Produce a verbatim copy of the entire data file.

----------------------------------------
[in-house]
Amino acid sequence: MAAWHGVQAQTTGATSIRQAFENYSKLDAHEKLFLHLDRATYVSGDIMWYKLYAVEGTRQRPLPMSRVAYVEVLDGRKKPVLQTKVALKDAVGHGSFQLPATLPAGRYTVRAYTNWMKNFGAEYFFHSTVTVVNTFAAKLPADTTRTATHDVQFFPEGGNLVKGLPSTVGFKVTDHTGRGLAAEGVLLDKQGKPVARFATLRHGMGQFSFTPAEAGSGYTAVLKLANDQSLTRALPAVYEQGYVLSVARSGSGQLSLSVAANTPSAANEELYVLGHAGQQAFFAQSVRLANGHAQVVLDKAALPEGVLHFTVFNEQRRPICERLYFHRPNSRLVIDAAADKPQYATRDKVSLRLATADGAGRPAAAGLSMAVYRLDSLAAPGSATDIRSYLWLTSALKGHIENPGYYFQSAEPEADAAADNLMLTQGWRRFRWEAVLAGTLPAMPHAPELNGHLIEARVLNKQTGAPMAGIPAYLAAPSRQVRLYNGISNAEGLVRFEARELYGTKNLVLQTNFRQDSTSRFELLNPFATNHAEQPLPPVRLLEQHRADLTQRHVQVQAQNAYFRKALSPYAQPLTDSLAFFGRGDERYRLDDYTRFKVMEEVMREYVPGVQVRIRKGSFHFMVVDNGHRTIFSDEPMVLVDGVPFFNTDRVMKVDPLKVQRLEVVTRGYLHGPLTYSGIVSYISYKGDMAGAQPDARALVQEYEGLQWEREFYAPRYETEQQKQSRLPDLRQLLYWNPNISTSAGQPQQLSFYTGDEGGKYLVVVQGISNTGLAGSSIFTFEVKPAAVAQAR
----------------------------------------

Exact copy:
[in-house]
Amino acid sequence: MAAWHGVQAQTTGATSIRQAFENYSKLDAHEKLFLHLDRATYVSGDIMWYKLYAVEGTRQRPLPMSRVAYVEVLDGRKKPVLQTKVALKDAVGHGSFQLPATLPAGRYTVRAYTNWMKNFGAEYFFHSTVTVVNTFAAKLPADTTRTATHDVQFFPEGGNLVKGLPSTVGFKVTDHTGRGLAAEGVLLDKQGKPVARFATLRHGMGQFSFTPAEAGSGYTAVLKLANDQSLTRALPAVYEQGYVLSVARSGSGQLSLSVAANTPSAANEELYVLGHAGQQAFFAQSVRLANGHAQVVLDKAALPEGVLHFTVFNEQRRPICERLYFHRPNSRLVIDAAADKPQYATRDKVSLRLATADGAGRPAAAGLSMAVYRLDSLAAPGSATDIRSYLWLTSALKGHIENPGYYFQSAEPEADAAADNLMLTQGWRRFRWEAVLAGTLPAMPHAPELNGHLIEARVLNKQTGAPMAGIPAYLAAPSRQVRLYNGISNAEGLVRFEARELYGTKNLVLQTNFRQDSTSRFELLNPFATNHAEQPLPPVRLLEQHRADLTQRHVQVQAQNAYFRKALSPYAQPLTDSLAFFGRGDERYRLDDYTRFKVMEEVMREYVPGVQVRIRKGSFHFMVVDNGHRTIFSDEPMVLVDGVPFFNTDRVMKVDPLKVQRLEVVTRGYLHGPLTYSGIVSYISYKGDMAGAQPDARALVQEYEGLQWEREFYAPRYETEQQKQSRLPDLRQLLYWNPNISTSAGQPQQLSFYTGDEGGKYLVVVQGISNTGLAGSSIFTFEVKPAAVAQAR